For members of the League of Women Voters, Wednesday’s centennial celebration of Women’s Equality Day is more than just winning the right to vote; it’s about a movement that reshaped American politics forever.
“It’s the single most transformative political moment in the history of our nation in terms of the number of people who were allowed to vote,” said Mary Ellen Summerlin, a member of the League of Women Voters and a former Kerrville City Councilwoman.
Aug. 26 marks the day when the 19th Amendment was formally signed into the U.S. Constitution.
That moment will be commemorated on Wednesday when the League of Women Voters-Hill Country Texas will host a virtual celebration starting at 5:30 p.m. on video conferencing website Zoom. The event will feature a speech by Jeannette Cockroft, a Schreiner University faculty member, who will provide an update on the progress of the Equal Rights Amendment.
One of the event’s biggest moments will be the debut of a video produced by Diana Bamerick and Karen Johnson. The video project celebrates the contributions of 100 women from around the Hill Country.
“What I wanted to dive into was the women of our community and how much they contribute,” Bamerick said during a recent interview on KDT Live. “We wanted to reach out to the women who are working behind the scenes.”
Those women include educators, health care workers and scores of others who find themselves in key leadership roles across the region.
“I’m humbled and awestruck by the women I’ve had the honor of talking to,” Bamerick said. “So many of the women wear so many different hats: They have a job; they’re on a board; they volunteer; they raise a family; they care for a family. They’re just doing so much.”
Just some of the women that Bamerick and Johnson will feature:
Karen Burkett, who helped start Kerr Konnect, which provided affordable and reliable transportation to those in need.
Dr. Sandra Haldeman, a board certified obstetrician and gynecologist who sees patients at a Bandera community clinic. The clinic functions solely on donations and grants. After many years of practice — first as a nurse and later as a midwife — Haldeman decided she wanted to do more and enrolled in medical school to become a doctor.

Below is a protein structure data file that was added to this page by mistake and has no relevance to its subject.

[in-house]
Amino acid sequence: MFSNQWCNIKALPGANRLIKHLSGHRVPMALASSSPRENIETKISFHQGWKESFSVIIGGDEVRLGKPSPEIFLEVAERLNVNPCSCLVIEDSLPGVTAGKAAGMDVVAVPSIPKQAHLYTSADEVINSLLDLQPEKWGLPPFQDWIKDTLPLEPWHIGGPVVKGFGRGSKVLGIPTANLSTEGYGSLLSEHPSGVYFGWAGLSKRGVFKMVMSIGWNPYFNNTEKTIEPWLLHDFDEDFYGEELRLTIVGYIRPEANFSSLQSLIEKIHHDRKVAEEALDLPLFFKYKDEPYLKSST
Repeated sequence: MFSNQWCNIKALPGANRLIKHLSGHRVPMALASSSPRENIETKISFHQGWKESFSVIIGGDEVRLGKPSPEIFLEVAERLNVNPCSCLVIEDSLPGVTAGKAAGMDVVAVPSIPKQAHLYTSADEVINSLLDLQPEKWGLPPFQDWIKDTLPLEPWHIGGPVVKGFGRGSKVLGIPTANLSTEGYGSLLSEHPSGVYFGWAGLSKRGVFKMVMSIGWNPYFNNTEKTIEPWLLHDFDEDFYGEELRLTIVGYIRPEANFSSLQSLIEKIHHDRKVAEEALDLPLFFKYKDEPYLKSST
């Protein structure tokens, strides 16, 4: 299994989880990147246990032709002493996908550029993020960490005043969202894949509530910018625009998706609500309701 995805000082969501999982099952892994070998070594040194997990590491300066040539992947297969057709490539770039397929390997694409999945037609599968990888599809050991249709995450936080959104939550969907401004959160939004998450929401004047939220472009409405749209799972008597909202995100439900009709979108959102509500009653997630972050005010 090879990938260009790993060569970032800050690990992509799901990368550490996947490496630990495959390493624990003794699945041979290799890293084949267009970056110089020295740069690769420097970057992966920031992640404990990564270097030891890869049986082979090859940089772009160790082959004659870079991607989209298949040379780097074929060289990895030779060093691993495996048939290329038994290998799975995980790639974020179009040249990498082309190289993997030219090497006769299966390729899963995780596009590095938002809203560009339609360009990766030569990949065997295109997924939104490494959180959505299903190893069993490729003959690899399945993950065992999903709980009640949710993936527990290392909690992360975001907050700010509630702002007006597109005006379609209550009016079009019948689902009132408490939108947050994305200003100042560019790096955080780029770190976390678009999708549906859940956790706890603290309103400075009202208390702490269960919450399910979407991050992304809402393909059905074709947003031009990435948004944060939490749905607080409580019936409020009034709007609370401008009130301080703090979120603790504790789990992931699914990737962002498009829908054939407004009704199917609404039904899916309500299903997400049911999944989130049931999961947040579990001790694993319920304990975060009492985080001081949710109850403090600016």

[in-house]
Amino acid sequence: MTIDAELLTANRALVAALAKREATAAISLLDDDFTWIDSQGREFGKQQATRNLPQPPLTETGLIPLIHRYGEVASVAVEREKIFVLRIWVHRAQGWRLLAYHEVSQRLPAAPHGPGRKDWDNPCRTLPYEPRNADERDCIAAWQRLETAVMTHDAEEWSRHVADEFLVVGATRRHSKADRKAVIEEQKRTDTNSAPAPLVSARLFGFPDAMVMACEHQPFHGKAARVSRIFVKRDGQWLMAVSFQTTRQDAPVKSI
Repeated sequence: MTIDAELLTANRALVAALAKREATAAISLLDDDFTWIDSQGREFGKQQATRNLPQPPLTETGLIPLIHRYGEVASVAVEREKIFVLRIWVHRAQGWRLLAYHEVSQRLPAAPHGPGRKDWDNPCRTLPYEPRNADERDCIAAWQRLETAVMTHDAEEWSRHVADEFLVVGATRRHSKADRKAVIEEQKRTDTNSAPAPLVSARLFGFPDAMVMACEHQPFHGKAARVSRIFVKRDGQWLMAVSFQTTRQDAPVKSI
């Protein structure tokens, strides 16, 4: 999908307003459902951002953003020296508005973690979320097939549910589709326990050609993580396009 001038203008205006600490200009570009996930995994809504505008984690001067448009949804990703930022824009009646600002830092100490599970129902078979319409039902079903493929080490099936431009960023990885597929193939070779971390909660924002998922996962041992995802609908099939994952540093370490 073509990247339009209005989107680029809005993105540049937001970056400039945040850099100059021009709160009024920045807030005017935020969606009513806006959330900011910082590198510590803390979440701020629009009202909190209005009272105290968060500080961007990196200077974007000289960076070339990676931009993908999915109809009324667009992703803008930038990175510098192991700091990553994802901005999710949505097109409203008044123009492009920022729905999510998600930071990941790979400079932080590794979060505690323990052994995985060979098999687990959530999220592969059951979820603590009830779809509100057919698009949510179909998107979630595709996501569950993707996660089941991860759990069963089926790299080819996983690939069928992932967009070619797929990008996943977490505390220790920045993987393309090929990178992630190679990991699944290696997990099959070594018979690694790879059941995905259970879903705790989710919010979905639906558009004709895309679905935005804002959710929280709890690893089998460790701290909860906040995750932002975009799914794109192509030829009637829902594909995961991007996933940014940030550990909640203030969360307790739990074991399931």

Vicar Katie Rode Evans, who is in seminary to become a Lutheran pastor and is currently serving Immanuel Lutheran Church in Comfort as their vicar.
During the long fight for women’s suffrage, which enveloped 72 years of struggle and was marked by the ratification of the 19th Amendment in 1920, there were questions whether women had the ability to make big political decisions, but that has proven to be a fallacy, and it has been women who have made critical votes when deciding the future of this country.
“It shows what we can do as a nation when we make up our minds to live up to our ideals,” Summerlin said. “It’s never easy. It always requires struggle for a long time and people are brave enough to risk violence, but there are always people who step up.”
For more details and the Zoom link, go to the League of Women Voters-Hill Country Texas website at www.lwvhillcountrytexas.org.
Meetings of the league are open to the public, and men and women are welcome to attend. LWV-Hill Country Texas has members and events in five counties of the Hill Country: Bandera, Blanco, Gillespie, Kendall and Kerr.
League of Women Voters-Hill Country Texas has 40 years of work focused on registering citizens to vote, educating citizens on candidates and issues, and mobilizing citizens to vote. Visit the League website: lwvhillcountrytexas.org for more information or contact firstname.lastname@example.org.